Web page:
Exactly. And a crazy person's "reasons" for shooting 32 people and himself are irrelevant.

Broadcasting the videos and photos transformed him from a near-anonymous sicko punk into an instant icon, larger than life, in the general consciousness. That can't be a good thing. That's what he wanted, after all, so it isn't even a sane thing.

We don't need the videos and photos to learn what we need to learn from this: we have very little understanding of how to deal with the craziness that makes a person do what he did.

I resent having such a vivid image of him taking up space in my memory banks. It doesn't help me, and it certainly doesn't help him. And I can't even conceive of what it must do to the victims' loved ones.

Posted by: Swift Loris on April 20, 2007 at 2:43 AM | PERMALINK

nepeta,

This whole thing has put me in a mood, and I apologize. The waste of all those lives, coupled with the media gorging on the most lurid aspects of the story has lowered my respect for the media in this country - something I hardly would have thought possible a few days ago.

The media has trivialized the deaths of these kids, and for what? Ratings?

The media in this country is beneath contempt.

Posted by: Stranger on April 20, 2007 at 2:51 AM | PERMALINK

"The media in this country is beneath contempt."

I don't quite understand why you feel the media trivialized the deaths of the students. But we're agreed on how low the media has sunk in general. Finding the truth about anything requires hearing what MSM reports and then using the internet to dig and find out the truth of the matter from sources one trusts, original documentation online, etc. How did we manage without it?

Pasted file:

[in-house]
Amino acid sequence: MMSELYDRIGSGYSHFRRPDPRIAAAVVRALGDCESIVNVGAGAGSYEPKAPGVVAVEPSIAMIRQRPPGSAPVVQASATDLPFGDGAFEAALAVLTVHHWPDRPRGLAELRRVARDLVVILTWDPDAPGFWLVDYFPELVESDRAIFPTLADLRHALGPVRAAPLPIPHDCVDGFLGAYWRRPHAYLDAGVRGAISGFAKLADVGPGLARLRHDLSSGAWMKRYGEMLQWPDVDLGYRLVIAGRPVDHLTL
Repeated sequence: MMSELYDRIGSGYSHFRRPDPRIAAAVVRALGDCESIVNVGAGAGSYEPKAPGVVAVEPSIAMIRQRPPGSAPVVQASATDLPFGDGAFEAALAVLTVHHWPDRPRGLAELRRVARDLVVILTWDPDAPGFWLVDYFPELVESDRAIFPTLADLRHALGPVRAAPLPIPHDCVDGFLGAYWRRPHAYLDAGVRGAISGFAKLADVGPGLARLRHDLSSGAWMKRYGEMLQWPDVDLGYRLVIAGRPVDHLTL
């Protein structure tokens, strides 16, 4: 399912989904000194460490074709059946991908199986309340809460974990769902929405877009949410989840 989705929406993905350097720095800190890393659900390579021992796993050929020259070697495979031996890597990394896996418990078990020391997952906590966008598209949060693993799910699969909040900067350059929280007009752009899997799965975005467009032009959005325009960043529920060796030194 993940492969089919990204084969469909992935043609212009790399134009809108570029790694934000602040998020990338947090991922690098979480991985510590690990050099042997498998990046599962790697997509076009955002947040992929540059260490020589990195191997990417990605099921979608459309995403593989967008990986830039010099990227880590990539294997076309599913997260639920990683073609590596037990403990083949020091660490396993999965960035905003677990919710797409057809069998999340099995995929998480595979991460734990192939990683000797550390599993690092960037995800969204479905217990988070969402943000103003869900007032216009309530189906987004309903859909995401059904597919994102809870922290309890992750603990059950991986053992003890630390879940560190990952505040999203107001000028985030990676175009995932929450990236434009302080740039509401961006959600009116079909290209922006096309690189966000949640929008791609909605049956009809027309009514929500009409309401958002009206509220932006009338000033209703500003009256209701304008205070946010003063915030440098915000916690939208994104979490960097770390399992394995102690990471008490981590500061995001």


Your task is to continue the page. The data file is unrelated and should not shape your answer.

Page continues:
Posted by: nepeta on April 20, 2007 at 3:03 AM | PERMALINK

He killed all these people and he sent out a press kit.

If, say, a rock band sent out a press kit and was able to get not only on the news but splayed like a banner ad across sites like Yahoo, of course other bands would follow in their footsteps.

Posted by: Eric Z. on April 20, 2007 at 3:09 AM | PERMALINK

Kevin, would you write the same thing if Cho had lived and sent out his press kit?

Posted by: Eric Z. on April 20, 2007 at 3:22 AM | PERMALINK

I'm a bit puzzled by all the conversation about whether NBC and other news outlets shoud've broadcast Cho's videos.

I think the response to NBC's broadcasting is displaced anger and frustration over the situation itself, having little to do with their broadcasting the material Cho sent them.

Thirty-two people, most just starting out in life, hunted down and murdered or wounded at a location where they were presumed to be safe. If the story alone didn't churn up emotions in people, there were the pictures and sound effects (cell phone capturing the shooting spree). There's nowhere for people to direct their upset because the murderer took himself out of the loop by turning the gun on himself. People tend to then look for anyone close-by, handy.

NBC, after receiving the material from the murderer, filled the bill. Mostly for reasons it had no control over, but for one reason that seemed to me to be shameless self-promotion on NBC's part.

I had the television on that day, but the sound off. I looked at the television screen periodically and read the chirons. Early in the day, NBC announced that they had received the package from Cho, and reported the story a little too cutely. The on-air NBC news division (in Washington) reported the story as if the NY NBC news division was a rival news organization who was guarding the information about the contents from the Washington bureau.

Washington (Chris Matthews) was even interviewing a NY NBC news division person who was 6 degrees of the news division (3 floors up) that received the package, turned it over to law enforcement. But only after opening it up, making a copy of everything while waiting for the police. All of his information was hearsay, he didn't know what was in the package, but "Stay tuned because NBC will be broadcasting it on the Evening News with Brian Williams." It was clear from Chris Matthews' questions that he knew more facts than the NY NBC newsman was willing to talk about because of Matthews' leading questions. Initially, he explained that the police didn't want NBC talking about the contents, so their *breaking news* was that Cho had left word from beyond the grave, and NBC made sure it was in police custody. But within five minutes we learned that they were going to broadcast the contents on that evening's news - so much for not divulging anything because of the police request.